from Neorenaissance by Shawn Lawrence Otto
When the park was established in 1910, it had 150 glaciers. This stunning collection drew tourists from all over America. Today there are just 25, and they are shrunken remnants of their former selves. The winter snow melts off so fast that it doesn’t replenish them. At the current melt rate, these remaining holdouts are expected to be gone entirely some time between 2020 and 2030, after which point Glacier National park will have no glaciers.
from The Savvy Celiac by Amy Leger
The FDA couldn’t tell me anything more about how they were leaning with the ruling and what we could expect in terms of content of the announcement when it comes.
from streets.mn by Nathaniel M. Hood
Our hero leads the revolt … with an educational walking tour!
from Minnesota Brown by Aaron Brown
I’ll be watching the DFL and GOP primaries in 6B along with the MN-8 DFL primary on Tuesday night. Meantime, I’m going to share the paths to victory that each candidate hopes to find on Aug. 14. I talked about this race on KAXE yesterday and did an MPR interview on the topic which will be posted at some point.
from Minnesota Budget Bites by Nan Madden
New analysis by the Center on Budget and Policy Priorities finds that Minnesota would lose an estimated $420 million in federal funding for education, law enforcement, clean water, and other state and local priorities in 2014 under the House-passed Ryan budget, which illustrates what a deficit-reduction plan that doesn’t include revenues would look like. The total impact from 2013 to 2021 would be a loss of $3.8 billion in federal funding to Minnesota and local communities.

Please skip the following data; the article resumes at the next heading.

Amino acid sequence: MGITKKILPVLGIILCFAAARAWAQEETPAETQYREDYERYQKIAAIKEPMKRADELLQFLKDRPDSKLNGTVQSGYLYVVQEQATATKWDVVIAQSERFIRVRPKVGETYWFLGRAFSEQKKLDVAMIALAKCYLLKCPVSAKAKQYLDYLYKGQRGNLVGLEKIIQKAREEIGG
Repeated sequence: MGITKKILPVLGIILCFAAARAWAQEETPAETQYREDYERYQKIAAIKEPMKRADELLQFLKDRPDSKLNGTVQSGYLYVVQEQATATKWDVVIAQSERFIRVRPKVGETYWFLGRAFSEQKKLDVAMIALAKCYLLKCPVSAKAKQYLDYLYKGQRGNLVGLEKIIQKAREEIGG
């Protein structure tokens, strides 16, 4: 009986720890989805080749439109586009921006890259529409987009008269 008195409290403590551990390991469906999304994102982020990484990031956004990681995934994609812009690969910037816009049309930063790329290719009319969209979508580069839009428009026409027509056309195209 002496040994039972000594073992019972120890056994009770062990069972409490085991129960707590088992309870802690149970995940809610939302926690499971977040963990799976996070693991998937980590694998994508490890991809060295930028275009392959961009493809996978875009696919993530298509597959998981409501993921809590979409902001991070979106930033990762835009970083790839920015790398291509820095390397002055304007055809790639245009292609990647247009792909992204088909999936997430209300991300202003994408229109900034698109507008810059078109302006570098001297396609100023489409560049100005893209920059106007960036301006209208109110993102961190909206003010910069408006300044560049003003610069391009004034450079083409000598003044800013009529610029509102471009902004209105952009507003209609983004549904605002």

from Wry Wing Politics by Joe Loveland
But clearly, there can be too much of a good thing. In the 2010 gubernatorial campaign, Mark Dayton, Tom Horner, and Tom Emmer debated and debated, and debated some more. They debated an eye-glazing 25 times. Most of the debates ended up getting ignored by reporters, and just about everyone else, because they became complete and utter re-runs. I mean, even if you love Gilligan’s Island, and who amongst us does not, the 25th time you see a re-run about Gilligan’s pedal powered bamboo car is significantly less riveting than the first 5 times.
from Borealis by Jennifer Thorson
Minneapolis is Mill City, dontcha know? For fifty years, Minneapolis was the largest producer of flour in the world, and the Washburn A mill along the Mississippi river was the world’s biggest mill. It closed in 1965 and nearly burned down in 1991. The Minnesota Historical Society’s Mill City Museum is built into its ruins.
from Macaroni by John Toren
The Minnesota Historical Society has mounted an engaging exhibit about the Dakota War that erupted in the summer of 1862 in the Minnesota River Valley. There is nothing flashy about the exhibit itself—just text and maps and a few photos. It’s the events themselves that are engaging. To their credit, the designers of the exhibit have brought those events to the forefront, examining them from various perspectives in an effort to get a “true” picture of what really took place, and why, with nary an interactive kiosk or a “talking head” in sight. It’s a harrowing and heart-rending tale, to say the least.